Feb 11

Consonant Clusters 30: wr- (Advanced)

The wr- cluster twists and writhes, its words wrap themselves tight, wringing the life out of the poor wretches who incur their wrath. Although the w of the cluster used to be pronounced, wr- has been pronounced /r/ for the best part of four hundred years. Even so, it has a clear and distinct identity with its phonosemantic meaning implying distortion or twisting. The sound...

Dec 28

Consonant Clusters 29 qu- /kw/ (Advanced)

Although now written with a consonant and a vowel as qu-, the /kw/ sound is made up of two consonants so falls under the consonant cluster category. The letter q is used the most rarely of all English letters with the exception of z. In the Old English period it was very rarely seen, as even the sound /kw/ was usually represented by the letters cw- as in cwen "queen". However, in the Middle English period, English began using q more...

Dec 21

Consonant Clusters 28: kn- (Advanced)

In the Middle English period, the consonant cluster kn- was pronounced /kn/ rather than with the silent k that it has today. This means that contemporary homophone pairs like knight/night, knead/need and knave/nave were easy to tell apart until relatively recently. Other Indo-European languages with the kn- cluster have maintained the /kn/ pronunciation, and it is still common in other Germanic languages and in the Slavic language group. For...

Nov 22

Consonant Clusters 27: shr- (Advanced)

Shr- words are often small, the shrivelled remnants of what had gone before. Other shr- words are high-pitched and shrieking, piercing to the eardrums. There is some crossover between these two themes: shrews are tiny mammals who shrink away from danger, but they also squeak shrilly, shredding the nerves of those in the vicinity. The...

Sep 13

Consonant Clusters 26: gr-

Grrr, you might think, leaves you in little doubt of its rank hostility. Yet despite its gruff grouchiness, the consonant cluster gr- is actually very common in English and so its sound symbolism cannot be so neatly categorised. Gr- words embrace the good - great, grand, graceful - as well as the bad - groan, grumpy,...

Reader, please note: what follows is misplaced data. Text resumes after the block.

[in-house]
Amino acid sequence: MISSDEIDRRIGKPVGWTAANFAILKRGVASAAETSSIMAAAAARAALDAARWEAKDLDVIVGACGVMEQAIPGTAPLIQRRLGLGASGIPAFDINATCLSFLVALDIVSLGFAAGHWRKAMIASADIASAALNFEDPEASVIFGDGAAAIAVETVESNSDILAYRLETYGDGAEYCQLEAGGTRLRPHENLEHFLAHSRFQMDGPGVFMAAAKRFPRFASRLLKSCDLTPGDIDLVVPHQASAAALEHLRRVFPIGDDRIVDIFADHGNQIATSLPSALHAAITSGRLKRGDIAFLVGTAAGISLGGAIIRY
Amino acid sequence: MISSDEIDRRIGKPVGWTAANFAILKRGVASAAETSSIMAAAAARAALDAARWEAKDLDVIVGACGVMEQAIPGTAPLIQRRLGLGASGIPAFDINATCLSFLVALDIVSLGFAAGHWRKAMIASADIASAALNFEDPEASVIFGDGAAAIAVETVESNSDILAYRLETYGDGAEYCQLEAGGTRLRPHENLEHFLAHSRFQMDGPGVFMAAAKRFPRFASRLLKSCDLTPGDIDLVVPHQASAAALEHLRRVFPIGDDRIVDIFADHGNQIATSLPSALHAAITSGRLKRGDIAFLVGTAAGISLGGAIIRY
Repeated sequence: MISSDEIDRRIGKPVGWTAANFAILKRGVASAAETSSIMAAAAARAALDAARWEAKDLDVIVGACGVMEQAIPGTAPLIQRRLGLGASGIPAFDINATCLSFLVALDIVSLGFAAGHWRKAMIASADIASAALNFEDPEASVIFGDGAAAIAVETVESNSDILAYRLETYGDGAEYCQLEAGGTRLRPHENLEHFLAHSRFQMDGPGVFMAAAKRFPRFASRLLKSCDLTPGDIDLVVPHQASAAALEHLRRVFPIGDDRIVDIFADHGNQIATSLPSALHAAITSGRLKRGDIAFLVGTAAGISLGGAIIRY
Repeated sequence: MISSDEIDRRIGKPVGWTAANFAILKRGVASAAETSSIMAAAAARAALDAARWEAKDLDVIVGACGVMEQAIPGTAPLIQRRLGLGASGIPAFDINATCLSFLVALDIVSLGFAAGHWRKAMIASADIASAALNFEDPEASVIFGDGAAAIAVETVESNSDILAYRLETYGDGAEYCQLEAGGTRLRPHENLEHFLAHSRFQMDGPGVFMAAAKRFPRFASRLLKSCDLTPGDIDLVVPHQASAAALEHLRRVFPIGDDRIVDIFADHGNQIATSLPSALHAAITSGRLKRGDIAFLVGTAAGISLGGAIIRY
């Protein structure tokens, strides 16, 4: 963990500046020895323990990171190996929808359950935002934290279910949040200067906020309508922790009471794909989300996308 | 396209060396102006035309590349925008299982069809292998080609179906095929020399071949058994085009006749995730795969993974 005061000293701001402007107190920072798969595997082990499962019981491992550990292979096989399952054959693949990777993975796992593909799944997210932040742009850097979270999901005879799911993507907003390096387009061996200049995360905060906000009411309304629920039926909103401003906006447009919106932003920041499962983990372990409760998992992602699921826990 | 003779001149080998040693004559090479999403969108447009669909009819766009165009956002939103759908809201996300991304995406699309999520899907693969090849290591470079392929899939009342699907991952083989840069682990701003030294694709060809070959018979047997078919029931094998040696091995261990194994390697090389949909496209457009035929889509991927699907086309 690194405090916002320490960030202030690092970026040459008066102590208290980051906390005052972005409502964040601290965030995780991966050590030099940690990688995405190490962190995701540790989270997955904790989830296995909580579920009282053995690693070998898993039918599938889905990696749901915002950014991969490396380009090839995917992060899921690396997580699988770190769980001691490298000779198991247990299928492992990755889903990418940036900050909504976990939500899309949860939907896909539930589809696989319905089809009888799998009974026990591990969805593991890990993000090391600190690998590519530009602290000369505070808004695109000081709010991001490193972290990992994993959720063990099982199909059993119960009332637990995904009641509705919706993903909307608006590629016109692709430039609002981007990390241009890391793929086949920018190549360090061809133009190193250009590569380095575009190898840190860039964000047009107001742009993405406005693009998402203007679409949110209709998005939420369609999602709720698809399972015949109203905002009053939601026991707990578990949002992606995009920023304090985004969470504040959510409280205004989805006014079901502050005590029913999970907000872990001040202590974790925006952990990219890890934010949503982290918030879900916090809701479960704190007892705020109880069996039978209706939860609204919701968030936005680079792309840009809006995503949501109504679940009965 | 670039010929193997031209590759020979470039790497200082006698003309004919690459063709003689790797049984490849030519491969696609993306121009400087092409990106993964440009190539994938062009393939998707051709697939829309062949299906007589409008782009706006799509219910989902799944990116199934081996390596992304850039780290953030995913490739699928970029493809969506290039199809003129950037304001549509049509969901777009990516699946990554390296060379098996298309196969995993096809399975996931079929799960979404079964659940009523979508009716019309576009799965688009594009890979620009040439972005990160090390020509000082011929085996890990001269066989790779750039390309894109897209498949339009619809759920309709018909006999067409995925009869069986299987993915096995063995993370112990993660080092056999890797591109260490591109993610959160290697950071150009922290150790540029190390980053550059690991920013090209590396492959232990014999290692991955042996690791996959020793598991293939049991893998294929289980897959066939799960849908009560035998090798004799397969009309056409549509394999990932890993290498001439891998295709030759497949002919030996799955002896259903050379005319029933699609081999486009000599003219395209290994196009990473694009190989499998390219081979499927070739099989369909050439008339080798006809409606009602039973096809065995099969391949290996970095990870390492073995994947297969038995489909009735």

Aug 15

Consonant Clusters 25: "Pr-" Advanced

The consonant cluster pr- includes a number of words related to things that stick out: extended one dimensional objects that probe, prickle and prod. How far this goes is debatable: pretzels and prawns are pretty flat with sticky-out bits, while triangular...

Jul 11

Consonant Clusters 24: "Tr-" (Advanced)

Whether trotting along trails or trudging across tracks, the traveller is likely to encounter the consonant cluster tr-.

Through a number of different sources, English has accumulated dozens of words beginning with tr- that pertain to travel.

Should traipsing the countryside on foot not appeal, you could opt for one of the...

Jun 12

Consonant Clusters 23: "Dr-" (Advanced)

The dr- cluster fronts hundreds of words in English, but one of its main uses is with words to do with liquid. Babies and toothless old crones dribble and drool when taking food and drink. If you get caught in the rain, you are liable to get drenched, though you have more chance...

Jun 7

Consonant Clusters 22: "Bl-" (Advanced)

When it comes to consonant clusters carrying implicit meaning, bl- is a beauty. Sometimes it conveys the idea of contained liquid under pressure, blooming and bloating. A second meaning implies colour, especially in connection with the eye - an organ filled with compressed fluid - which is coloured and sees in colour.


Apr 13

Consonant Clusters 21 "Str-" (Advanced)

The consonant cluster str- often denotes a one dimensional object that is flexible, or at least, not stiff.

Str- is the cluster involved when you strum the strings of a guitar, when you strap yourself into your seat or when you tear strips off the person who makes your angry.

There is a lot of suppleness involved in the straining and...